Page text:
The answer is simple: Dodge. Hard Parries are very useful when dealing with Dodging opponents. The thing about Hard Parries is that they require you to do 2 things: hard read and parry. See, even if you've already guessed what base your opponent is using (hard read), it's still generally hard to actually Hard Parry them. This is because many characters have access to styles that let them modify their priority slightly, resulting in a hard-to-clash set of attacks. As such, even if you're more than 95% sure that the opponent will use Strike, you're not guaranteed that you'll be able to Parry it. This can prove to be very risky.
When attempting to Hard Parry any other base, playing an attack with the wrong priority often results in you eating a lot of damage. This is not the case for attempting to parry Dodge. At worst, the opponent Dodges out of the way, but you were using a sub-par attack with a bad base anyway, so it's no big loss.
As such, if you're fairly certain that the opponent is Dodging, then a Hard Parry is absolutely the way to go. However, there's another kind of Parry that proves to be more useful than this.
The Hedge Parry is a super advanced technique. Indeed, it is even harder than Hard Parrying and Hard Parrying involved literally predicting your opponent's move! This kind of Parry is less of an actual "fighting game parry" and more of a hedge, hence its name. Hedge Parries are all about mitigating risk and capturing certain attacks that your attack cannot usually beat.
I believe that an example best illustrates this concept.
Say that, in this situation, the Hikaru player wants to Burst while the opponent's Drive is in discard. Of course, any player would immediately think about the opponent's Shot. Shot, being Burst's natural counter, means that performing a Burst is not as safe as it seems. Now, for most players, this is where the analysis stops. They see that the opponent has a counter option available and say that Burst is a good and viable option, but not necessarily a guaranteed attack. However, advanced players see this situation and think beyond that. They think about clashing Shot, instead of countering it. In this situation, an advanced player will immediately think of this:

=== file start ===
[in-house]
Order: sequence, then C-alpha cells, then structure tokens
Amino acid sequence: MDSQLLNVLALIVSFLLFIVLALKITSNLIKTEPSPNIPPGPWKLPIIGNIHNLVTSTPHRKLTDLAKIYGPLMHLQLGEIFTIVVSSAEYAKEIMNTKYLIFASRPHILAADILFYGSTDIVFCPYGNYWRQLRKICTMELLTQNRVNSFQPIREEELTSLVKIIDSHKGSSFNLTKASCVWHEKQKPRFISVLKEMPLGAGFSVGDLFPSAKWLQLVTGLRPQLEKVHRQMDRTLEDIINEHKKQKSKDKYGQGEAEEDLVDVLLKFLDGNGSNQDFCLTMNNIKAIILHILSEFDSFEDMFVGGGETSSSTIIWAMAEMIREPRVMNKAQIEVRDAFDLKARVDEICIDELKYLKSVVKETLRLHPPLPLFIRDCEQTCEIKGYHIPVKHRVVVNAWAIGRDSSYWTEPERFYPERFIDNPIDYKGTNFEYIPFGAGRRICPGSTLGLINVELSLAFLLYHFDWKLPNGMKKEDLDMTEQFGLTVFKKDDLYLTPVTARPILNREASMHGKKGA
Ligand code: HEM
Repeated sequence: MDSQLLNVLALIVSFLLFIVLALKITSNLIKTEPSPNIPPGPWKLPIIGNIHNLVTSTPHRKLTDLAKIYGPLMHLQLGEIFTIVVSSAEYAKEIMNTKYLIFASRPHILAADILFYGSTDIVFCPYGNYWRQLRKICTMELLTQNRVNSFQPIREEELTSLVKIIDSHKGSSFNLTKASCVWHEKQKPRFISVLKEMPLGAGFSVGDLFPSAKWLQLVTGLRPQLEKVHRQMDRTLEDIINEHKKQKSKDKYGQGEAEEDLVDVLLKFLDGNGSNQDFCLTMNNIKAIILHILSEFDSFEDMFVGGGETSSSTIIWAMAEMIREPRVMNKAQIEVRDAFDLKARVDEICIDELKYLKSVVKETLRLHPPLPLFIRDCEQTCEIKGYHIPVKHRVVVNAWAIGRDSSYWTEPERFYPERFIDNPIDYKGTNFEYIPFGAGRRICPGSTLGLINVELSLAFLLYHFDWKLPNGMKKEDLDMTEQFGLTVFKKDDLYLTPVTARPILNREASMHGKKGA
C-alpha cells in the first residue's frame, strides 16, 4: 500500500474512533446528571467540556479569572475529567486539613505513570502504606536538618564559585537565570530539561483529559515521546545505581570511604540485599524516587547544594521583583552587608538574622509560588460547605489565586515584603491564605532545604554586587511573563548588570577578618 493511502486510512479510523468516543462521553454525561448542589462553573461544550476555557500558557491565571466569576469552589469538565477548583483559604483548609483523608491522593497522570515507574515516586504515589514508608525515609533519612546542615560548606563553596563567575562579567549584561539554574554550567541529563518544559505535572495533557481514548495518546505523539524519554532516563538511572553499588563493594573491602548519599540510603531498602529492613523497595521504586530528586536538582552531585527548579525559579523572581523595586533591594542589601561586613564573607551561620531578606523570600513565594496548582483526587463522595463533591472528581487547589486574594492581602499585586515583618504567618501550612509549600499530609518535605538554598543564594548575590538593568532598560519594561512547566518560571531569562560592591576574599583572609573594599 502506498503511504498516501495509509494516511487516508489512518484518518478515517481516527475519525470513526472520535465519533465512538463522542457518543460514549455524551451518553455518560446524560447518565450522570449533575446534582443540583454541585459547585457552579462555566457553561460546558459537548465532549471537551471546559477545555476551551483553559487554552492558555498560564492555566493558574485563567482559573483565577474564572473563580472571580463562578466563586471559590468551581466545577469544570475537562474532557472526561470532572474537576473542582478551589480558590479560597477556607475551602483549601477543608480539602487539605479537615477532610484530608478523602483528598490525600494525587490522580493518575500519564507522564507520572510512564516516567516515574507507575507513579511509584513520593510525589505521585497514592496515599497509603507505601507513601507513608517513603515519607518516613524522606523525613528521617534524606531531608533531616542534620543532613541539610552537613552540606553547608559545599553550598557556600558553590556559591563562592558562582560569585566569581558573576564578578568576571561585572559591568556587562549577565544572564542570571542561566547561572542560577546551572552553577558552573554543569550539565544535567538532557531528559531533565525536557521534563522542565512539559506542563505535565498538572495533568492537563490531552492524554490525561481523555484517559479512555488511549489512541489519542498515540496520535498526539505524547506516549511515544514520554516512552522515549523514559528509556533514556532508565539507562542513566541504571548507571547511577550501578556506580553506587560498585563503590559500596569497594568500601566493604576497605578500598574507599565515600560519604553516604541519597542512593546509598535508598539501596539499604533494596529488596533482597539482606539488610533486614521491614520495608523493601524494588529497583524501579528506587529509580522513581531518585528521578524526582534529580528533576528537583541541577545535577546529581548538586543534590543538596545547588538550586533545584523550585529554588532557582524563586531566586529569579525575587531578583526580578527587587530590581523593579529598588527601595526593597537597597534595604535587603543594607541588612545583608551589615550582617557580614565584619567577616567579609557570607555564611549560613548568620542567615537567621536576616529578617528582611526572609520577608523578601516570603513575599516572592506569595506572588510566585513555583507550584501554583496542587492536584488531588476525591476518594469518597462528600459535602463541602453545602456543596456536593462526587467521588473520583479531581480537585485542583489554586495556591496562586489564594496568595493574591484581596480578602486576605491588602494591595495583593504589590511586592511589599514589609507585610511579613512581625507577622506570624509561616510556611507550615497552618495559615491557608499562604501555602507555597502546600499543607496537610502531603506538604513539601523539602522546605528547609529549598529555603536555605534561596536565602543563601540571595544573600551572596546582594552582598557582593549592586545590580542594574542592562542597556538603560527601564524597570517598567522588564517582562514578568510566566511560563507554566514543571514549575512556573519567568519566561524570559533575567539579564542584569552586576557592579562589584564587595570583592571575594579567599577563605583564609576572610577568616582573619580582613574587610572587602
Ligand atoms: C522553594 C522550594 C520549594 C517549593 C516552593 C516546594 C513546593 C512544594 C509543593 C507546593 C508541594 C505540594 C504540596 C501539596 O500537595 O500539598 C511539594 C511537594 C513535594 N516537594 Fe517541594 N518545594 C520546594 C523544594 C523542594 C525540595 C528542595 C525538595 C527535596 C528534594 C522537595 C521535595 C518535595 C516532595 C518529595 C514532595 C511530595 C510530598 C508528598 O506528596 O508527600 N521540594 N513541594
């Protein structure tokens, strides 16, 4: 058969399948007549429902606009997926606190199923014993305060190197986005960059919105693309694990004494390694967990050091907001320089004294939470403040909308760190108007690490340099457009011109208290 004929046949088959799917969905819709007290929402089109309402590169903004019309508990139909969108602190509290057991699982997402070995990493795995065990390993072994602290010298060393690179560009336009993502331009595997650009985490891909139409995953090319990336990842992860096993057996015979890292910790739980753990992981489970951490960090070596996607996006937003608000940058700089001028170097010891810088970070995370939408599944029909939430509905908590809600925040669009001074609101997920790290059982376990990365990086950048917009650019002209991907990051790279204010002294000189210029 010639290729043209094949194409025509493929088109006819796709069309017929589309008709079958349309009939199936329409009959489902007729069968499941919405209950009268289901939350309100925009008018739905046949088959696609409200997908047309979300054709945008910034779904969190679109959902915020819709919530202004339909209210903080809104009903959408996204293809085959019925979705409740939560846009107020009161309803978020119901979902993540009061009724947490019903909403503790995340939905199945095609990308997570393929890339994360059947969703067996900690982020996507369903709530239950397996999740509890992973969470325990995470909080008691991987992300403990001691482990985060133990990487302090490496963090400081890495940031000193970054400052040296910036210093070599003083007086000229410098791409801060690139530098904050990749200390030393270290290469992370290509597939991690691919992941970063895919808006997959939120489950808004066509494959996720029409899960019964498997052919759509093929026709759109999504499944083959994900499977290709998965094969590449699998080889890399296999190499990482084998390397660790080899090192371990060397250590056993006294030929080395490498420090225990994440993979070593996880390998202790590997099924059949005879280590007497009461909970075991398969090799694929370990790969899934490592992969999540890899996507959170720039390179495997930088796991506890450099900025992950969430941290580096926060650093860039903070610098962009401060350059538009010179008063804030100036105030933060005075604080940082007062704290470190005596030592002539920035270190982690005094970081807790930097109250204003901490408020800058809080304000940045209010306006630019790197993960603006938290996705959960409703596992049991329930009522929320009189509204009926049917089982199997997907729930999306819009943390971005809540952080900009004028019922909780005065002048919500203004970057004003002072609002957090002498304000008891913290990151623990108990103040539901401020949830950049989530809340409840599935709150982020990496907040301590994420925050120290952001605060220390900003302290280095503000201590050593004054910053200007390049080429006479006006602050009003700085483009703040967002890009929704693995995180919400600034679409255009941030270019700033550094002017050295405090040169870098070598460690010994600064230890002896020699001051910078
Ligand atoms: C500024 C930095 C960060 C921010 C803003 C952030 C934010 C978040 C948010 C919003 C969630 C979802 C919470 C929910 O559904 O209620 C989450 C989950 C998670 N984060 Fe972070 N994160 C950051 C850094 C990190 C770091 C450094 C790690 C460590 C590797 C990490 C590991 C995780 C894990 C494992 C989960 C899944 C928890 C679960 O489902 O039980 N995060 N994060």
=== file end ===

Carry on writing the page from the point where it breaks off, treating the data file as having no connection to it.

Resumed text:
Advancing Burst, in the above situation, offers a lot of cool bonuses. It's a decently powerful Burst with decent speed and potentially 5 Power. However, much more than these, it's important to look at its exact Priority. That's right. This attack is not only strong, it ALSO clashes an average Shot. Just like that, a "viable, but not guaranteed attack" becomes much safer! The Advancing Burst play beats out most average Strike and Grasp plays while also clashing it's natural Shot counter, making it significantly safer than the original Burst play.
Doing this is called Hedge Parrying. The end-goal is not necessarily to Parry the opponent. In fact, when Hedge Parrying, you don't actually want the Parry to happen. Think of the Parry as insurance. Should your opponent play the attack that counters yours, you get a secondary chance to correct yourself during the ensuing clash.
This kind of Parry is, therefore, not about swings, but about safety. You consider your options and attempt to form attacks that give you some safety if the opponent picks a hard counter. This makes it more powerful than a Hard Parry, but it also makes it extremely harder to execute as you have to have a good grasp of the attack spectrum for both players. However, should you master it, it will surely prove vital to your success!
Parries in BattleCON work very differently when compared to most fighting games out there. Hard Parries allow you to heavily punish predictable players and enemies who spam Dodge a lot, while Hedge Parries allow give your attacks an extra level of safety. Use both of them wisely and watch your wins rack up!